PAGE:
The collection of poetry known as Carmina Burana was unearthed in 1803 at a Benedictine monastery in Bavaria. It was quickly recognized as a window into the soul of the Golliards, a sort of displaced and, as a result, disillusioned, second class of medieval clergy. Trained in theology and monastic disciplines at a time of overabundant applicants for a limited number of ecclesiastical positions, a large number of these seminarians found themselves adrift and questioning their place in the social order. These were the Golliards. Educated, lacking apparent purpose, world-weary, and observing around them a deep and prevalent moral corruption in the Church, they themselves gravitated toward a carnal lifestyle and expressed their frustrations over the moral degradation they witnessed in Latin verse. The Protestant Reformation was still a few centuries off, and the biting satire of their poetry was the only way the Golliards had to express their discontent. These morally charged forces would continue to build pressure under the dome and eventually explode in revolt and revolution once Martin Luther broke the camel’s back in 1517. The Golliardic poetry that survives from the twelfth and thirteenth centuries exposes many of the currents that would eventually place Luther at the door of All Saint’s Church in Wittenberg with a hammer in one hand, 95 Theses in the other, and a few nails held between his lips.
Above: An image from Garden of Delights or Hortus deliciarum by Herrad of Landsberg, 12th century. Fortune turns the crank while those on the wheel depict how fortunes easily come and go. Landsberg was German, an Abbess (1167-95), a writer and illuminator. Garden of Delights is a “complex pictorial encyclopedia”¹ The work covers biblical, moral, and theological elements, including gardening hints! (We include this illustration as productions of Carmina Burana are often accompanied by images of these wheels of fortune, which were quite popular in the 12th century, according to William Clark at A Medieval Woman’s Companion.)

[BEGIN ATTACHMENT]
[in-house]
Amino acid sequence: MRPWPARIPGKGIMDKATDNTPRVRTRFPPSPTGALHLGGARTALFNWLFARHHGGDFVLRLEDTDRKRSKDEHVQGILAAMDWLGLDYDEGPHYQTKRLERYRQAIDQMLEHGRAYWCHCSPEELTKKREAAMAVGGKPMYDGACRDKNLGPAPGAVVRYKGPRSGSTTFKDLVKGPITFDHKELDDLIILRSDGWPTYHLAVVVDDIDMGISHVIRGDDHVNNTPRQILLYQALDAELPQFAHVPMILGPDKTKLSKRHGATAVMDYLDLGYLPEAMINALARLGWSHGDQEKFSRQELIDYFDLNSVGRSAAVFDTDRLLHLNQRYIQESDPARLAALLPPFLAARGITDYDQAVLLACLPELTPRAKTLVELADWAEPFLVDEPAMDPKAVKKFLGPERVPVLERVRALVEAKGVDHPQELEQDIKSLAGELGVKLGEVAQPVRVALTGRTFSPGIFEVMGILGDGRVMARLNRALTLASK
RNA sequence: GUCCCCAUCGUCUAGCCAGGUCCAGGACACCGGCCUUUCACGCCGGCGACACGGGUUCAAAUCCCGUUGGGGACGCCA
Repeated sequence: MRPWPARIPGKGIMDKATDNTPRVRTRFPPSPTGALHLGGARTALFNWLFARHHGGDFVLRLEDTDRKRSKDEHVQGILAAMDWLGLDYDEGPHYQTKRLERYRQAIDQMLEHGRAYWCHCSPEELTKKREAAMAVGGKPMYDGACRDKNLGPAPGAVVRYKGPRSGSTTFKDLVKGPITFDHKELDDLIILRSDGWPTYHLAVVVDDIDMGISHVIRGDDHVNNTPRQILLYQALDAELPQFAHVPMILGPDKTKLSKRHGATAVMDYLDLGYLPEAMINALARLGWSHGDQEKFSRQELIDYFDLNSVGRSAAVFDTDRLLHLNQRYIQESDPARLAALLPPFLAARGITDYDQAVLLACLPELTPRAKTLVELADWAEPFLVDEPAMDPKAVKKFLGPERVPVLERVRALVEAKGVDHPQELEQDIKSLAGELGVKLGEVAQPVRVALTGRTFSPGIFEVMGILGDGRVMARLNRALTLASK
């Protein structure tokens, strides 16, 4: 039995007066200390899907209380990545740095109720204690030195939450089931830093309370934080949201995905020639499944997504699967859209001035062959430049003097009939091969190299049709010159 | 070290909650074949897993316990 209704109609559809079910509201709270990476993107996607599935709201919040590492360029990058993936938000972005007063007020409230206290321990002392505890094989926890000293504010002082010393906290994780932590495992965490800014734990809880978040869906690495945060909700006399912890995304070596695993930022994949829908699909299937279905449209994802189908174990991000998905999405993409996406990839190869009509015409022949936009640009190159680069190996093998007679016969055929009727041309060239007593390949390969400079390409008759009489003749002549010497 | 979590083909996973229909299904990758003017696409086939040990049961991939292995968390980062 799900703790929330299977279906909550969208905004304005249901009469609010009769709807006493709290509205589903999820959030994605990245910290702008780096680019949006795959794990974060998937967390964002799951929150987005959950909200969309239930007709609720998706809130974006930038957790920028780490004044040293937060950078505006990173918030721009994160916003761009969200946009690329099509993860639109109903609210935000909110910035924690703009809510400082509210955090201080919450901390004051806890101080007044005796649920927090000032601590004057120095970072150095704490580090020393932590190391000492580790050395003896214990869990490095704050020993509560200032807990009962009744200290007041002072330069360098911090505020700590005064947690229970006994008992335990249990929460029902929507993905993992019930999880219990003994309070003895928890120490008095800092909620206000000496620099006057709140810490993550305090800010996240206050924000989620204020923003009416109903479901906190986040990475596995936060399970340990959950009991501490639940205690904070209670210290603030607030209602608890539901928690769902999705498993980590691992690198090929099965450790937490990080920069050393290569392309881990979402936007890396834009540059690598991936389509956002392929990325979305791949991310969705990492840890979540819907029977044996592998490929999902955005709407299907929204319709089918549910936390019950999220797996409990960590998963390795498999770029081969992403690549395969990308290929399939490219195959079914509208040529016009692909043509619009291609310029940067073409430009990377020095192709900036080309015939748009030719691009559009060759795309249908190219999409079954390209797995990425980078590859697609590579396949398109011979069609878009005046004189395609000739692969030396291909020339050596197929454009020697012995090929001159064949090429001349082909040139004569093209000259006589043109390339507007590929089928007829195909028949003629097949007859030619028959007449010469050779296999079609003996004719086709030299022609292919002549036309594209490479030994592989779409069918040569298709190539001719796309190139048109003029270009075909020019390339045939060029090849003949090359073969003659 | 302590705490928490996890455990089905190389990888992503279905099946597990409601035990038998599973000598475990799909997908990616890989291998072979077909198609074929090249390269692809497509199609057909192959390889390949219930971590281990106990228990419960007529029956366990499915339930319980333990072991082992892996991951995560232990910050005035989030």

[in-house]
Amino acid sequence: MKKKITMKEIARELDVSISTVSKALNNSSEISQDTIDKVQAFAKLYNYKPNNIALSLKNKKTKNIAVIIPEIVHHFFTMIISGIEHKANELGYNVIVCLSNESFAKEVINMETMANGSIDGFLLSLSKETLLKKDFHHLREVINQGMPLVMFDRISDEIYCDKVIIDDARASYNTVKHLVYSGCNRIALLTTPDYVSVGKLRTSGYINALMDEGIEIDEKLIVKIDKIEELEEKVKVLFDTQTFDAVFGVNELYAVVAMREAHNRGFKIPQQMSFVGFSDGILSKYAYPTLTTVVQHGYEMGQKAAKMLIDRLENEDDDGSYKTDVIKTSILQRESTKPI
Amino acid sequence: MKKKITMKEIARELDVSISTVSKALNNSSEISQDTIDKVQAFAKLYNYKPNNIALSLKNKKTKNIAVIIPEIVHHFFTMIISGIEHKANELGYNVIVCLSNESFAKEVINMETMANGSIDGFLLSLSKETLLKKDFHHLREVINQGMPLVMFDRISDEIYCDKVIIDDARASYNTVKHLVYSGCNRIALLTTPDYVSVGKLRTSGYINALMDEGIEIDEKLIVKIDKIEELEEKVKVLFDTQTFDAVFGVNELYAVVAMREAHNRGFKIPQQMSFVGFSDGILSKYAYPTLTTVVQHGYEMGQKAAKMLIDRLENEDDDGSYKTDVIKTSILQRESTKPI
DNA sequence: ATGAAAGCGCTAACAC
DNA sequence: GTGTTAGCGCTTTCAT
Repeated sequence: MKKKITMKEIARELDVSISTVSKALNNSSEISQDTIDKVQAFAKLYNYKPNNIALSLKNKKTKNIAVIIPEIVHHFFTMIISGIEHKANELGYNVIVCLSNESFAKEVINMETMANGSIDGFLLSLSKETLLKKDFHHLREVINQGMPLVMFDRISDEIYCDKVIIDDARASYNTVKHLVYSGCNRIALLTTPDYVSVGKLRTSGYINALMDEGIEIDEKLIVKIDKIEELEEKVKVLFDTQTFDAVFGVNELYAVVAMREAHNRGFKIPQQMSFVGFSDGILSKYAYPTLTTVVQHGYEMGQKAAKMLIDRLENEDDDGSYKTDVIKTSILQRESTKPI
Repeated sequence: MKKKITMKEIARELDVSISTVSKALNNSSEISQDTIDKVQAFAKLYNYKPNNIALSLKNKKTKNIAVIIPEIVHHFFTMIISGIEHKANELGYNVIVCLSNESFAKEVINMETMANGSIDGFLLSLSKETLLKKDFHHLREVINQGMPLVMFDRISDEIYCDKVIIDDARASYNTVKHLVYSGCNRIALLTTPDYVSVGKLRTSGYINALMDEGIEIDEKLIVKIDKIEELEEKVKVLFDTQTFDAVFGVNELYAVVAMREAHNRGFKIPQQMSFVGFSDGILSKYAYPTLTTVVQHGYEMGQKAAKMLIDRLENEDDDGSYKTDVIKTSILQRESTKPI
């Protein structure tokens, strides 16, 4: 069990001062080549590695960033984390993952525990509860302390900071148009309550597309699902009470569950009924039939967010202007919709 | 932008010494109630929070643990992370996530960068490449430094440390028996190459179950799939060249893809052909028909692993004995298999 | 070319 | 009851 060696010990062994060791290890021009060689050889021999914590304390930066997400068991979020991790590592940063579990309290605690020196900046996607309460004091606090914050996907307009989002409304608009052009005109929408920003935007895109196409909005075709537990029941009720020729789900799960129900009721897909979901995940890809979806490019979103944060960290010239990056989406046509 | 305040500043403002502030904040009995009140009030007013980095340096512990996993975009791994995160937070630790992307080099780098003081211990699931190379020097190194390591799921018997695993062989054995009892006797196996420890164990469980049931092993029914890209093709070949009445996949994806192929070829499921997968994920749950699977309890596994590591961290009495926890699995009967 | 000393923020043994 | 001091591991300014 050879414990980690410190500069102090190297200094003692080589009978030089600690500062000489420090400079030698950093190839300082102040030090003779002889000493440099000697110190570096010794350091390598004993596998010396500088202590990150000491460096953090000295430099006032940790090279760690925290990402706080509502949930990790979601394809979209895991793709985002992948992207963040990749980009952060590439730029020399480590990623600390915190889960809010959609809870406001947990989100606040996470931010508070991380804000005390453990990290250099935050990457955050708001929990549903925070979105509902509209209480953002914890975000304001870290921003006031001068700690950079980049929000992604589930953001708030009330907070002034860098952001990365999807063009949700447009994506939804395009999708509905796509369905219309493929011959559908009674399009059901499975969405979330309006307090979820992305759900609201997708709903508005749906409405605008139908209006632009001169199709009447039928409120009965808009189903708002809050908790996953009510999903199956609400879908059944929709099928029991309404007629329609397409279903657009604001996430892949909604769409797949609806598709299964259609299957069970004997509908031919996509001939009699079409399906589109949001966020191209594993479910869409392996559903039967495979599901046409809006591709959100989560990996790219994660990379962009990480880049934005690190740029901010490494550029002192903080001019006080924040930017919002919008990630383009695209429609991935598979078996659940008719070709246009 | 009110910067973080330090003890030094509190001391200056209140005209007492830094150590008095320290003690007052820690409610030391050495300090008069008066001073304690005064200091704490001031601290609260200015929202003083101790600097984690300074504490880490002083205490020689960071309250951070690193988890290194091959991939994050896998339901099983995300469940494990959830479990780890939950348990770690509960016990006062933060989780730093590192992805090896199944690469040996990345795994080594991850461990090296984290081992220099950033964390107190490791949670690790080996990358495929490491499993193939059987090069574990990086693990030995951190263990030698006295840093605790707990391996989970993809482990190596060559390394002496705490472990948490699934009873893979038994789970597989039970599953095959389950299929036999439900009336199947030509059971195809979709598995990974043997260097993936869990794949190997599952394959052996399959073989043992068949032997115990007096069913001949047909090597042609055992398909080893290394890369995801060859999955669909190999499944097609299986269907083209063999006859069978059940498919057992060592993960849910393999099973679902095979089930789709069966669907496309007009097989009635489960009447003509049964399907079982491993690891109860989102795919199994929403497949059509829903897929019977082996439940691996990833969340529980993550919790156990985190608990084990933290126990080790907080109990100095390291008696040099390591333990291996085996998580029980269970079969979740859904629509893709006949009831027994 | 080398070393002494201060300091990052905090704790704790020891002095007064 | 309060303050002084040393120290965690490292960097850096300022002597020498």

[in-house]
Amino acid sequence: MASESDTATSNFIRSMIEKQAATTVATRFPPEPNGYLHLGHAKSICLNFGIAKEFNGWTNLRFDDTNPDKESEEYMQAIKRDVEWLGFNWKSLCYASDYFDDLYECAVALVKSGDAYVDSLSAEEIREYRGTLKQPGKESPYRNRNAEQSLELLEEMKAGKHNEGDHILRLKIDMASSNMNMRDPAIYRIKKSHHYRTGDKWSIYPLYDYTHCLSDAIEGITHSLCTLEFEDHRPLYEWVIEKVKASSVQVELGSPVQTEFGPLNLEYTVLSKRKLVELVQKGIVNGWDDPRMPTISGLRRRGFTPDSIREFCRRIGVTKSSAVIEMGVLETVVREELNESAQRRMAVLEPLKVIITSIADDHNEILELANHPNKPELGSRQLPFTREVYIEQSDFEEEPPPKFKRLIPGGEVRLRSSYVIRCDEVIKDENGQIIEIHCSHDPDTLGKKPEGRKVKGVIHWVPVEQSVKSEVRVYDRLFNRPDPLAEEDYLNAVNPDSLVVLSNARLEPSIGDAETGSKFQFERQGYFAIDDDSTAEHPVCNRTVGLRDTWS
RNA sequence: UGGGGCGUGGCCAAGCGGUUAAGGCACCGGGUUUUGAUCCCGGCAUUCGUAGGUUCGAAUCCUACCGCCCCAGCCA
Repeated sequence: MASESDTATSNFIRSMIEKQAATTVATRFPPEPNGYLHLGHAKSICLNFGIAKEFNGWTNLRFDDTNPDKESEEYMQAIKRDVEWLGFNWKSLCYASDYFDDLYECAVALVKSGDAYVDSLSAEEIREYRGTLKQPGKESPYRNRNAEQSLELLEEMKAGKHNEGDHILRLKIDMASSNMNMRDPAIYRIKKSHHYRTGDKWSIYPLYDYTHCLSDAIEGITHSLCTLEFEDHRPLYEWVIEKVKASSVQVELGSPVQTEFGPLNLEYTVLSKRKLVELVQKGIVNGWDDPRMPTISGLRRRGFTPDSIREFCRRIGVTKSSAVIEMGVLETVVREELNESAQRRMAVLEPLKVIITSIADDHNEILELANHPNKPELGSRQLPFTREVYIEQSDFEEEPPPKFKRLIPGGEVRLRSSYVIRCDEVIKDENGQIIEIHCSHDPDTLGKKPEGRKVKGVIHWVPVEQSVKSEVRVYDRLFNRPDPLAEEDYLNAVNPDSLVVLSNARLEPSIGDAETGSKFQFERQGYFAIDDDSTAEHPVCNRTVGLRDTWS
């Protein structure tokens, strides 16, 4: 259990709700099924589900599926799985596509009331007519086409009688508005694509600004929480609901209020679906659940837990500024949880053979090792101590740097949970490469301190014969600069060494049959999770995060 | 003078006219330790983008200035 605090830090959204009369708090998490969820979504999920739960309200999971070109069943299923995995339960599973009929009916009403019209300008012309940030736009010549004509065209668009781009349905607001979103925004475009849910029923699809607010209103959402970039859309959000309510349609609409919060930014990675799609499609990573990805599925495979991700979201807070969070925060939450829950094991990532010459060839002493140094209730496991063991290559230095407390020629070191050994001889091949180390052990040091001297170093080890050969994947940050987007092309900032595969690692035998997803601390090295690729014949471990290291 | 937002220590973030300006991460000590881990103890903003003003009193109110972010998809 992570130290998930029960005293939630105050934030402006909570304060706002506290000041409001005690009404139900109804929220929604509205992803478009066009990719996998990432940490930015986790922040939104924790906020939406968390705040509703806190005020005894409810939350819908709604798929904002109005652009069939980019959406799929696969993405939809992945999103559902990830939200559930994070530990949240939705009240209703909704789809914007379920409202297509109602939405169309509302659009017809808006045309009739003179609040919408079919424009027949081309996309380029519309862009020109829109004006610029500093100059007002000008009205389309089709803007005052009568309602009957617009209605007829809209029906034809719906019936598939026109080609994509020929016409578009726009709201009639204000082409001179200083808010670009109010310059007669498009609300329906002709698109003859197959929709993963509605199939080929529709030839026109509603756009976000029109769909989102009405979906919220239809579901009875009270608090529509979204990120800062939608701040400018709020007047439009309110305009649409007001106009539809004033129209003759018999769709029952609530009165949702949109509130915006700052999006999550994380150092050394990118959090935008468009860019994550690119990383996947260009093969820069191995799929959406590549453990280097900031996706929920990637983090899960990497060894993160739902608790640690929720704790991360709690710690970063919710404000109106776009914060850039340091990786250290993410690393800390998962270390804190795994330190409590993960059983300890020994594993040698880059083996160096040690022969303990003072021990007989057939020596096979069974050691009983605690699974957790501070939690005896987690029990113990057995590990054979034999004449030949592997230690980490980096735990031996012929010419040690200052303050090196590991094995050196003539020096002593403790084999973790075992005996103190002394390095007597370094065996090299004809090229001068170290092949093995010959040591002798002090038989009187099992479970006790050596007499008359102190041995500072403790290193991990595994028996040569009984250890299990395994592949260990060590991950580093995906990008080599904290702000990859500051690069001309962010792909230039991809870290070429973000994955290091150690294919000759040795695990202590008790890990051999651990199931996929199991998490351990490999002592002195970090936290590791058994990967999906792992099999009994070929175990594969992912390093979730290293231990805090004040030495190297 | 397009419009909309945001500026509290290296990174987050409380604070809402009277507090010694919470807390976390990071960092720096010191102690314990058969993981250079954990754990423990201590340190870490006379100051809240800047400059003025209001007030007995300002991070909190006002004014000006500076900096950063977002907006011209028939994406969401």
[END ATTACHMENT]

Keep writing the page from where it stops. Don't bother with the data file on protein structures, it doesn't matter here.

The Angeles Chorale is a 100-voice, auditioned, professional-level, volunteer choir rehearsing and performing in the Los Angeles area. The Chorale appeared with the Los Angeles Philharmonic in 2012 under the direction of Gustavo Dudamel as he conducted Mahler’s 8th Symphony, the Symphony of a Thousand, at the Shrine Auditorium. That season, the Angeles Chorale also was honored to perform with Barbra Streisand at the Hollywood Bowl and with Julie Andrews at the annual Holiday Sing-Along at the Walt Disney Concert Hall, part of the LA Philharmonic’s “Deck the Halls” concert series.
About Artistic Director John Sutton:
Sutton’s professional choral career spans over four decades of work in the community, church, academic, and professional settings.
As a student, Dr. Sutton has studied with some of the most distinguished conductors in the field of choral music. John holds degrees from Northwest University (B.A. in Sacred Music and Biblical Literature), San José State University where he was a student of Dr. Charlene Archibeque (MA in Choral Conducting), and the University of California at Los Angeles.
Beyond his focused choral training in the university setting, John has studied and performed with notable choral luminaries such as Robert Shaw, Helmuth Rilling, and and Eric Ericson. In addition, he has performed extensively throughout the United States and abroad in choral concert tours and recording projects which include performances at the Kennedy Center, Lincoln Center, and Constitution Hall.
His enthusiasm for the choral art and his commitment to excellence has made him a popular choral clinician, festival conductor and adjudicator.
Since moving to Los Angeles in 2000, John has conducted choral music heard on weekly television series, and national ad campaigns for major motion pictures such as the Harry Potter series, the Spider Man series, The Divinci Code, Fantastic Four, and countless others.
John resides in Altadena, California with his wife, Dr. Cecilia Patiño-Sutton.
Can’t recall “O Fortuna”? Here’s a performance of the work—with full orchestra and with English subtitles.
The UC Davis University Chorus, Alumni Chorus, Symphony Orchestra, and Pacific Boychoir with Jeffrey Thomas conducting; June 2006.
(The music begins around 1:15.)